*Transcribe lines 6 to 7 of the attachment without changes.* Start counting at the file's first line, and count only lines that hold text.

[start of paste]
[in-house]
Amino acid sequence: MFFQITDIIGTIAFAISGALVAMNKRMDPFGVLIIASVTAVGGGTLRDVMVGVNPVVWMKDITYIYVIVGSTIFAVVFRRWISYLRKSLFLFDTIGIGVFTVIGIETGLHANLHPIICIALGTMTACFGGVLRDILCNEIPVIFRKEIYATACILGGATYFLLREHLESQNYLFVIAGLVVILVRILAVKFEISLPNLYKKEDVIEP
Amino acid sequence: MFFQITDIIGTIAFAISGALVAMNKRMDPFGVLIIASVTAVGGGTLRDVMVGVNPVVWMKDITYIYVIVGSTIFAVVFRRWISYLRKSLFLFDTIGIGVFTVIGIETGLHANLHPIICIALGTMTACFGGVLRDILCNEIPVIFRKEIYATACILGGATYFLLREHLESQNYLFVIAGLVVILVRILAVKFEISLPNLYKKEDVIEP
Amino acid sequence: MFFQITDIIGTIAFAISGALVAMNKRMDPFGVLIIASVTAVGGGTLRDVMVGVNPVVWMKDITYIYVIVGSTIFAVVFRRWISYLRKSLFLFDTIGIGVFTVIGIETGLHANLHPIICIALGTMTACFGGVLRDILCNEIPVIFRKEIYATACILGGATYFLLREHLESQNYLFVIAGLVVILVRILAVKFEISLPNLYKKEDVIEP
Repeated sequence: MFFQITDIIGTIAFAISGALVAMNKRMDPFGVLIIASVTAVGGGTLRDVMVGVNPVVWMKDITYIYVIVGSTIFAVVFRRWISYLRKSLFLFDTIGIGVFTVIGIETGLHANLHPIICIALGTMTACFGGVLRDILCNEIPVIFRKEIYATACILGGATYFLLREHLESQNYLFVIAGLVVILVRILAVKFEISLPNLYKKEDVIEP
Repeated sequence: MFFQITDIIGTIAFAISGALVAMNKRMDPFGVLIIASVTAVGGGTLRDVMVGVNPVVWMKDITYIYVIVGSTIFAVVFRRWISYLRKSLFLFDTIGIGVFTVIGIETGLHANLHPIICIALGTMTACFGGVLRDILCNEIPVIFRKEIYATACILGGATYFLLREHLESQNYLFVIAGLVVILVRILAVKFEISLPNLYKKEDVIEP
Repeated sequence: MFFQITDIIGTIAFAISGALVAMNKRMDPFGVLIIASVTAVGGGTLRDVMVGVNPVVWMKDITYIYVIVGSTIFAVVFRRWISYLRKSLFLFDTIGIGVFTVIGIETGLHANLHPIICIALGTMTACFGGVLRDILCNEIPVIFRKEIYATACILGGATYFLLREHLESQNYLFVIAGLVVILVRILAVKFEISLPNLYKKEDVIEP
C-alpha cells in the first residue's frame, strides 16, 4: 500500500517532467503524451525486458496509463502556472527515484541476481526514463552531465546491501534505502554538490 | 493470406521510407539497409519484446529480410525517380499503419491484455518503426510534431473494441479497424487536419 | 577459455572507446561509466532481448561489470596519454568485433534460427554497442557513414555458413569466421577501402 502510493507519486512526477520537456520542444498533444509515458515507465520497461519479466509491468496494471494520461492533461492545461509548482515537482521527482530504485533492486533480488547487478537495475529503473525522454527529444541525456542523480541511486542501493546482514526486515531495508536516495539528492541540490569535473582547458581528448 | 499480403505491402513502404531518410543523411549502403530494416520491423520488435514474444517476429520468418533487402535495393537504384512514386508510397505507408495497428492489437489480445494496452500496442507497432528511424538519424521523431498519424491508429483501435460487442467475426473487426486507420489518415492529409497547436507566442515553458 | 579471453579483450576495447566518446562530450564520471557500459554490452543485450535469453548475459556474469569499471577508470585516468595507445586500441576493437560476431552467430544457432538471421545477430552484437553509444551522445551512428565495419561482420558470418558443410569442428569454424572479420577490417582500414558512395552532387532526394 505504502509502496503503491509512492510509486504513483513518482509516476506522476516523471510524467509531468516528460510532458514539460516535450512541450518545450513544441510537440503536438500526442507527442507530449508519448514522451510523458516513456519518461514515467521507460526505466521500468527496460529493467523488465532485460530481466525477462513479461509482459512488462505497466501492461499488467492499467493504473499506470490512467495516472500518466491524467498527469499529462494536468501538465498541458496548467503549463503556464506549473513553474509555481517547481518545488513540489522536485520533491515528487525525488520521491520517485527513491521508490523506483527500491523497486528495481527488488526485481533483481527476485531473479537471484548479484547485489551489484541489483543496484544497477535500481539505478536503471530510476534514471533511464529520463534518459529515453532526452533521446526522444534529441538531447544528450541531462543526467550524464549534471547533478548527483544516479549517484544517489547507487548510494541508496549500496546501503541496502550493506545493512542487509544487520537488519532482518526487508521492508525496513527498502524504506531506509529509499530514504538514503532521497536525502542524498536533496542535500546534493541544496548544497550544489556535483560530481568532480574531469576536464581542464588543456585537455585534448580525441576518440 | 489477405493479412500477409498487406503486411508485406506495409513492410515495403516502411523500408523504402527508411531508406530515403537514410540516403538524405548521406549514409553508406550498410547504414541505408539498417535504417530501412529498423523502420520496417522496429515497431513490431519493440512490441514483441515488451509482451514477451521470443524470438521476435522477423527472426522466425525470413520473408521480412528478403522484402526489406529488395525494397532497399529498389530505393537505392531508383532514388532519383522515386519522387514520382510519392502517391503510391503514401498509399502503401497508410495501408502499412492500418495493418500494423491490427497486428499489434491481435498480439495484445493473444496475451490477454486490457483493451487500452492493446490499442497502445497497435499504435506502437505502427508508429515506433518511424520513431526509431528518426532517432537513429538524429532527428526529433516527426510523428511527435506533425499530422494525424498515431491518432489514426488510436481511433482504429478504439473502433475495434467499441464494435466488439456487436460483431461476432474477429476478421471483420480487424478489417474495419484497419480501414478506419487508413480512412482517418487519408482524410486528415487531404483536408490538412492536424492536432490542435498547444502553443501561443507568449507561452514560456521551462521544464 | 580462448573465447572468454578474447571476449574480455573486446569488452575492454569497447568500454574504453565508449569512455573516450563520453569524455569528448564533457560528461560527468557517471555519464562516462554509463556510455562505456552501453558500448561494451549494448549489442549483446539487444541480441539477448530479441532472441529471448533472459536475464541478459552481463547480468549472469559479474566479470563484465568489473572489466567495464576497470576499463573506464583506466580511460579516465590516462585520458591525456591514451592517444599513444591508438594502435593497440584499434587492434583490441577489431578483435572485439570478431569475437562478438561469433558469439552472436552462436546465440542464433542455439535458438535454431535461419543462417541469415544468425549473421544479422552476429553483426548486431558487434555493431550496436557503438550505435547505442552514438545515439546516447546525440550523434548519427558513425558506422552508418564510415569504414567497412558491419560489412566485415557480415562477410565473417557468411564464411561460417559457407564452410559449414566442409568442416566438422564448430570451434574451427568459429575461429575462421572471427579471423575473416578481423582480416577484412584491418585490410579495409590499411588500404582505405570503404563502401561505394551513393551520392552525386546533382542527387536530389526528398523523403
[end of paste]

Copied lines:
Repeated sequence: MFFQITDIIGTIAFAISGALVAMNKRMDPFGVLIIASVTAVGGGTLRDVMVGVNPVVWMKDITYIYVIVGSTIFAVVFRRWISYLRKSLFLFDTIGIGVFTVIGIETGLHANLHPIICIALGTMTACFGGVLRDILCNEIPVIFRKEIYATACILGGATYFLLREHLESQNYLFVIAGLVVILVRILAVKFEISLPNLYKKEDVIEP
Repeated sequence: MFFQITDIIGTIAFAISGALVAMNKRMDPFGVLIIASVTAVGGGTLRDVMVGVNPVVWMKDITYIYVIVGSTIFAVVFRRWISYLRKSLFLFDTIGIGVFTVIGIETGLHANLHPIICIALGTMTACFGGVLRDILCNEIPVIFRKEIYATACILGGATYFLLREHLESQNYLFVIAGLVVILVRILAVKFEISLPNLYKKEDVIEP